posted by Matt Oneiros at 12:22 PM on September 5, 2006


Congrats!

I am a ULC minister, and I have married something on the order of 35 couples in Multnomah County.

In Oregon, a clergyperson of "any religious congregation or organization" (ORS 106.120) can perform marriages.

(Multnomah County used to require you to file a letter of good standing, but this is no longer the case. Here's what the county says.)

All you have to do is to fill out the ULC address in the appropriate spot on the license.

Once when I mistakenly filled out just "Tucson AZ" instead of the whole ULC address, I had to go into the County Office to complete the form. The response from the folks behind the desk made it clear that they see lots of marriages performed by ULC ministers.
posted by ottereroticist at 1:42 PM on September 5, 2006


As a ULC Reverend in Clackamas County, I've found it is much too difficult to marry people (in Oregon) unless you're a conventional minister.

I'm curious, Matt: what kind of difficulty have you encountered?
posted by ottereroticist at 1:46 PM on September 5, 2006


We did exactly this ~5 years ago. A friend got his ULC minister stuff sorted out (I think he went to their website and hit 'Print'), we paid the fee and picked up the license from the Multnomah County courthouse, he said some nice things a day or two later, everyone signed the license where it said to, we mailed it off, and we've lived happily ever after.
posted by togdon at 3:26 PM on September 5, 2006


unless the state has a specific law against this you shouldnt have any problem at all. we did exactly this when we were married this last summer and our best friend did the marrying. all he had to do was do the online stuff on their website to become ordained, then he signed our marriage certificate and it was sent in. and presto! legal marriage! much easier than people make it out to be, in alot of ways it was simpler than having a stranger do it.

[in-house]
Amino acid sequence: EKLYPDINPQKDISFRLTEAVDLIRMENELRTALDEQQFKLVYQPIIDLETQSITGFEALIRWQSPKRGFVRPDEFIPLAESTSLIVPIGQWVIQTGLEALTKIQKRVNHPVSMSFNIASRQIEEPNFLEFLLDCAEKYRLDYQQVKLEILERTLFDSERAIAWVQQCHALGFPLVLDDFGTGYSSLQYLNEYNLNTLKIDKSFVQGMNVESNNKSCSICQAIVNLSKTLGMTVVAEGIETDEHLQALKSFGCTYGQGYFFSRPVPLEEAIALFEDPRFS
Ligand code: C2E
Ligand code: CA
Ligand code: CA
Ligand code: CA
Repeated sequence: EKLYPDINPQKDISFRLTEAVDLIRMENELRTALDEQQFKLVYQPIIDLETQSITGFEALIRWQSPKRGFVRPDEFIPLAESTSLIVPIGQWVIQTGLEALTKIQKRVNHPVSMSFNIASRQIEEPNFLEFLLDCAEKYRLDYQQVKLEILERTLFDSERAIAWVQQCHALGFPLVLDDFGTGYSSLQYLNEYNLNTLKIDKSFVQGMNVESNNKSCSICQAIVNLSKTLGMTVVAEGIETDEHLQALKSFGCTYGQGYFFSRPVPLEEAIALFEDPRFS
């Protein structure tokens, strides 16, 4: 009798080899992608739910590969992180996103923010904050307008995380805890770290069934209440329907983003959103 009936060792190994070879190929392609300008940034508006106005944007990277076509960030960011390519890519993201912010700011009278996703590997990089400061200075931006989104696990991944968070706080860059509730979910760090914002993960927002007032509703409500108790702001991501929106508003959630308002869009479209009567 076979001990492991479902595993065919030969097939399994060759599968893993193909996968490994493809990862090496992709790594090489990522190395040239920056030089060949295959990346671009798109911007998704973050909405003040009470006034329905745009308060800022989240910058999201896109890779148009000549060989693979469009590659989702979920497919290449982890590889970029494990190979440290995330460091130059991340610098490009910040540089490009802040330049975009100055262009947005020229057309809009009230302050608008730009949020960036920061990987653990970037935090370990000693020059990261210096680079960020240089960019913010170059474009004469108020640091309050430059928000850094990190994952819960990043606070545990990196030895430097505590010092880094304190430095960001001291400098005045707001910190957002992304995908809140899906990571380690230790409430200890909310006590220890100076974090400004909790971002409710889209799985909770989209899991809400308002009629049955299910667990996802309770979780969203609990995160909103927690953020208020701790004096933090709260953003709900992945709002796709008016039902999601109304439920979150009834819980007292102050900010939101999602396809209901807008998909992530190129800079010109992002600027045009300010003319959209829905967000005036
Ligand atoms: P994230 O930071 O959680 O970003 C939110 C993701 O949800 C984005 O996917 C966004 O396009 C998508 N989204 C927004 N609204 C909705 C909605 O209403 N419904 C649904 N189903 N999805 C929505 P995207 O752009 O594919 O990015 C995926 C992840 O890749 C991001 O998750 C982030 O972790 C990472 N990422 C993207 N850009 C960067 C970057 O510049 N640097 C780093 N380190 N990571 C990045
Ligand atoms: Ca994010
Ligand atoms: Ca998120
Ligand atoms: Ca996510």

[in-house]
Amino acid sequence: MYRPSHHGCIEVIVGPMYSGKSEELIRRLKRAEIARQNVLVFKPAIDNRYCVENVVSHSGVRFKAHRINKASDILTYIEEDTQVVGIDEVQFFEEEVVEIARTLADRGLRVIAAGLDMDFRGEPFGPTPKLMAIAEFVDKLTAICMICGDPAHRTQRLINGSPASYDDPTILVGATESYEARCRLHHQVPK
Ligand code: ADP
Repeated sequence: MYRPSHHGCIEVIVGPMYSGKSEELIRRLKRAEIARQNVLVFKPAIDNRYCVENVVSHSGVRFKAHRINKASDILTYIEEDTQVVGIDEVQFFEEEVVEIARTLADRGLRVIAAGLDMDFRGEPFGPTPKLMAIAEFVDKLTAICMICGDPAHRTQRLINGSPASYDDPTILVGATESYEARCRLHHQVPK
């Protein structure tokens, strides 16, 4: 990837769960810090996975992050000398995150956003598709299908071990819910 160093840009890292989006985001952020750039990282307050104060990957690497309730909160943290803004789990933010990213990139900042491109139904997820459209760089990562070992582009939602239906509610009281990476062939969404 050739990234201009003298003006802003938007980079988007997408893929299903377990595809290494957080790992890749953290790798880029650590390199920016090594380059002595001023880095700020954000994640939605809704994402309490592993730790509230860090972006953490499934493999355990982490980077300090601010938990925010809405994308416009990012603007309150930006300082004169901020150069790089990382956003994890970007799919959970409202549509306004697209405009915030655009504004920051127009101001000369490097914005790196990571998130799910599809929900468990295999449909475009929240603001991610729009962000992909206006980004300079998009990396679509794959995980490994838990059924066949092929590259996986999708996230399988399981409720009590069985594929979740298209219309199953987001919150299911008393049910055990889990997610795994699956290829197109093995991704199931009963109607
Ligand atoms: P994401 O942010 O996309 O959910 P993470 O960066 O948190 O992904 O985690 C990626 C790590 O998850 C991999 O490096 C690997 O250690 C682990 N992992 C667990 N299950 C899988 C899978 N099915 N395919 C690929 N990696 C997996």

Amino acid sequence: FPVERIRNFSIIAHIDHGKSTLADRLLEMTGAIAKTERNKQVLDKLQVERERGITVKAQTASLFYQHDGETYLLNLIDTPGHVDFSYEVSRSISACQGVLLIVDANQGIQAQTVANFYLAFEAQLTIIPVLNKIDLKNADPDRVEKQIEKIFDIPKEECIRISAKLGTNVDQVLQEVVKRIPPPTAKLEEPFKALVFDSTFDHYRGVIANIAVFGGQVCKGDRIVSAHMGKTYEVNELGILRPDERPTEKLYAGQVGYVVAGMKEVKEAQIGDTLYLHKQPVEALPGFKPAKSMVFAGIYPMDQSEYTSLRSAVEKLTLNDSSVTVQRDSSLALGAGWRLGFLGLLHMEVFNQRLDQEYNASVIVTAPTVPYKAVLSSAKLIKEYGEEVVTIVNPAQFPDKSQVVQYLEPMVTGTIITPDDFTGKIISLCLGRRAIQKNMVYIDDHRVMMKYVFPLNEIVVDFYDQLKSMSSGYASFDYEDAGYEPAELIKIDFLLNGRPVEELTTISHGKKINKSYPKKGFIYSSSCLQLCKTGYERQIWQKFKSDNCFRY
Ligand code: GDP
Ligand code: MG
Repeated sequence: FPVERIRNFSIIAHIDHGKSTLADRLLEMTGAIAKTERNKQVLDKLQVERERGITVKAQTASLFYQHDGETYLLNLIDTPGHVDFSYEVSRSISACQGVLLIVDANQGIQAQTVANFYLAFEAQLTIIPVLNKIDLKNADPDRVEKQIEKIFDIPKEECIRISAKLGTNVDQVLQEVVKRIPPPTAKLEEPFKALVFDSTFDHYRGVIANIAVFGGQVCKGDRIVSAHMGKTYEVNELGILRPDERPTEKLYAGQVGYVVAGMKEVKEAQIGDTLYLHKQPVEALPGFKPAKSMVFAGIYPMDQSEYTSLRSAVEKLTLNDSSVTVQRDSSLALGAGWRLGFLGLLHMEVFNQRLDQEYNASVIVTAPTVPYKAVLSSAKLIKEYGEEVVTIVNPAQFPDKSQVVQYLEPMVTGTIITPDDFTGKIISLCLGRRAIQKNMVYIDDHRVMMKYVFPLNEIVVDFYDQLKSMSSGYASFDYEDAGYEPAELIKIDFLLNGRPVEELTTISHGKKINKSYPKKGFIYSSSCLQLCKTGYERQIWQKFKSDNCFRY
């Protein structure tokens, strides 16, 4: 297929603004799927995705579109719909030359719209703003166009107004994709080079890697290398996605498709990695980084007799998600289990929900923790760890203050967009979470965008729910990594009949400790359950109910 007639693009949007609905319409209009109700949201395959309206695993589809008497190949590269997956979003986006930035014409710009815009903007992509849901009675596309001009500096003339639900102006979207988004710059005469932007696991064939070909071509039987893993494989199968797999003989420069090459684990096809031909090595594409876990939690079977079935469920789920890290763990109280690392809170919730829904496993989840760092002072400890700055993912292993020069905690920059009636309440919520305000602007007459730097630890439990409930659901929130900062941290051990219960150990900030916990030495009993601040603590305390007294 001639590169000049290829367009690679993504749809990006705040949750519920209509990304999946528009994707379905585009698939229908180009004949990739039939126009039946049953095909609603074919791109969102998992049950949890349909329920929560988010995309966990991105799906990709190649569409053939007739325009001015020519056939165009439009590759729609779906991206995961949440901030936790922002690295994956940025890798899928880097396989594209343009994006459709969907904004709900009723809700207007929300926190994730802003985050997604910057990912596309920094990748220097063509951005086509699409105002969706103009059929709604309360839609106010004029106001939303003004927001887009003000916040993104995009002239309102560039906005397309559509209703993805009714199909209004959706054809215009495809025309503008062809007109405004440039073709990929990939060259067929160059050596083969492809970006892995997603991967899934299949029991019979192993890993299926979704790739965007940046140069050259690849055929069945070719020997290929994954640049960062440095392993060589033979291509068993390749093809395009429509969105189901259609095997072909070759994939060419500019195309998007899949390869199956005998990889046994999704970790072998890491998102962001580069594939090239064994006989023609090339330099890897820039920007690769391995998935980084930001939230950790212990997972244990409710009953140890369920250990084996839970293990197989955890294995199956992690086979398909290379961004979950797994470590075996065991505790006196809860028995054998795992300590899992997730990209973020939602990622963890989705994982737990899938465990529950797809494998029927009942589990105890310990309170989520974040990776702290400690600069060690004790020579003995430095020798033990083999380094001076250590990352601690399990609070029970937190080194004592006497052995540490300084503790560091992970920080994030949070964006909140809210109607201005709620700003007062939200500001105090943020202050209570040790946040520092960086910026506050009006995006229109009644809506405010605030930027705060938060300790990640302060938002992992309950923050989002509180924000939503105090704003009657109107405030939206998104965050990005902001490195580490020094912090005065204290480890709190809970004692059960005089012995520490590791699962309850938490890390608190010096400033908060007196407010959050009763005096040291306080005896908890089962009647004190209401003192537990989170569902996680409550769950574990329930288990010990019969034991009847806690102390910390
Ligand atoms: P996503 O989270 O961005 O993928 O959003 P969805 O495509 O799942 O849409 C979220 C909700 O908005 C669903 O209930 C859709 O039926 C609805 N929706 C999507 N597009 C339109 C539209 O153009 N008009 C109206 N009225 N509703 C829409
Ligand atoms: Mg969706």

posted by trishthedish at 3:59 PM on September 5, 2006


FWIW, the situation is essentially the same in Washington.
posted by mwhybark at 6:04 PM on September 5, 2006


I heard from Matt Oneiros via e-mail, and he said:

As I recall when I last investigated the matter Clackamas does require a "letter of good standing" or the like. I got the ULC paper, looked into it, and the parties involved decided that a justice of the peace would be much simpler and require much less effort.

So the difficulty he encountered was with that county, rather than the whole state. FYI, the ULC does provide letters in good standing; it costs $10 and probably takes a couple of weeks.
posted by ottereroticist at 2:27 PM on September 6, 2006


First, congratulations. Second, I saw a great wedding performed by one of the ordained bakers at Voodoo Doughnut on SW 3rd in downtown Portland. The ceremony was short and sweet, if you'll pardon the pun. Nothing says love like stepping over the holy doughnut together...or maybe nothing says "different" like getting married in a doughnut shop in front of applauding strangers. Hope you find a place that makes great memories for the two of you!
posted by bloggerwench at 2:42 PM on September 11, 2006